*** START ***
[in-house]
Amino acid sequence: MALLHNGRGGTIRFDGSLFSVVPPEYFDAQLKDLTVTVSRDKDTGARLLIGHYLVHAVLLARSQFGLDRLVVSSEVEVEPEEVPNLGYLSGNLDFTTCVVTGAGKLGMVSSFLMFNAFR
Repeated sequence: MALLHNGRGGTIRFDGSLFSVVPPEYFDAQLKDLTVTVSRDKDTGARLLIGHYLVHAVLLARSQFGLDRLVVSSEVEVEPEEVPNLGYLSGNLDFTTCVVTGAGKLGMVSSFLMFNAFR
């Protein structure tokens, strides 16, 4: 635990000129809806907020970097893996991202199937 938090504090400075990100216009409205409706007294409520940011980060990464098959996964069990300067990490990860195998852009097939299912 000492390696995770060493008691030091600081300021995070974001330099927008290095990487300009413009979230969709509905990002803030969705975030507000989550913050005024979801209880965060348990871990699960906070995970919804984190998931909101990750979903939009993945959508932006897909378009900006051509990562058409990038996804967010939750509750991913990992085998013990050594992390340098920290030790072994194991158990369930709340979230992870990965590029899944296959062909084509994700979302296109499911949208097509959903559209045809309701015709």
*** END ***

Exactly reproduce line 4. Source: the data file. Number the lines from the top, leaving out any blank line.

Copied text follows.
């Protein structure tokens, strides 16, 4: 635990000129809806907020970097893996991202199937 938090504090400075990100216009409205409706007294409520940011980060990464098959996964069990300067990490990860195998852009097939299912 000492390696995770060493008691030091600081300021995070974001330099927008290095990487300009413009979230969709509905990002803030969705975030507000989550913050005024979801209880965060348990871990699960906070995970919804984190998931909101990750979903939009993945959508932006897909378009900006051509990562058409990038996804967010939750509750991913990992085998013990050594992390340098920290030790072994194991158990369930709340979230992870990965590029899944296959062909084509994700979302296109499911949208097509959903559209045809309701015709």